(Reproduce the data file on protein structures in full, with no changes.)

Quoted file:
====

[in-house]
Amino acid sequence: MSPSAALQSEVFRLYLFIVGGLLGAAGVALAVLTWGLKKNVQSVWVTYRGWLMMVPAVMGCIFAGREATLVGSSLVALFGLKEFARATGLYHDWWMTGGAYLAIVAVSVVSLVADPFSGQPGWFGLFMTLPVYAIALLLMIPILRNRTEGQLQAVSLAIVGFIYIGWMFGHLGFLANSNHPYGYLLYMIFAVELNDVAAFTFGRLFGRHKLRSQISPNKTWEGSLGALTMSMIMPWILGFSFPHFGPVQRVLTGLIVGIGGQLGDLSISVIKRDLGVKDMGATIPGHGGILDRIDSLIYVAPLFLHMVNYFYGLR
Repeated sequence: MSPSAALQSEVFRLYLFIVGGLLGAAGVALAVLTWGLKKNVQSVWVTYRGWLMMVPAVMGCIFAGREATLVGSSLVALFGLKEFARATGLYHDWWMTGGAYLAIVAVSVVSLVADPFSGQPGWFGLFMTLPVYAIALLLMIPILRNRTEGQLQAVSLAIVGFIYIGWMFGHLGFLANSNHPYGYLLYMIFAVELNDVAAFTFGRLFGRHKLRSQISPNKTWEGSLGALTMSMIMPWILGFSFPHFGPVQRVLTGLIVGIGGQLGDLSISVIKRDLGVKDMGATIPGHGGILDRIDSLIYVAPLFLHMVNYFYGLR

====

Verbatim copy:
[in-house]
Amino acid sequence: MSPSAALQSEVFRLYLFIVGGLLGAAGVALAVLTWGLKKNVQSVWVTYRGWLMMVPAVMGCIFAGREATLVGSSLVALFGLKEFARATGLYHDWWMTGGAYLAIVAVSVVSLVADPFSGQPGWFGLFMTLPVYAIALLLMIPILRNRTEGQLQAVSLAIVGFIYIGWMFGHLGFLANSNHPYGYLLYMIFAVELNDVAAFTFGRLFGRHKLRSQISPNKTWEGSLGALTMSMIMPWILGFSFPHFGPVQRVLTGLIVGIGGQLGDLSISVIKRDLGVKDMGATIPGHGGILDRIDSLIYVAPLFLHMVNYFYGLR
Repeated sequence: MSPSAALQSEVFRLYLFIVGGLLGAAGVALAVLTWGLKKNVQSVWVTYRGWLMMVPAVMGCIFAGREATLVGSSLVALFGLKEFARATGLYHDWWMTGGAYLAIVAVSVVSLVADPFSGQPGWFGLFMTLPVYAIALLLMIPILRNRTEGQLQAVSLAIVGFIYIGWMFGHLGFLANSNHPYGYLLYMIFAVELNDVAAFTFGRLFGRHKLRSQISPNKTWEGSLGALTMSMIMPWILGFSFPHFGPVQRVLTGLIVGIGGQLGDLSISVIKRDLGVKDMGATIPGHGGILDRIDSLIYVAPLFLHMVNYFYGLR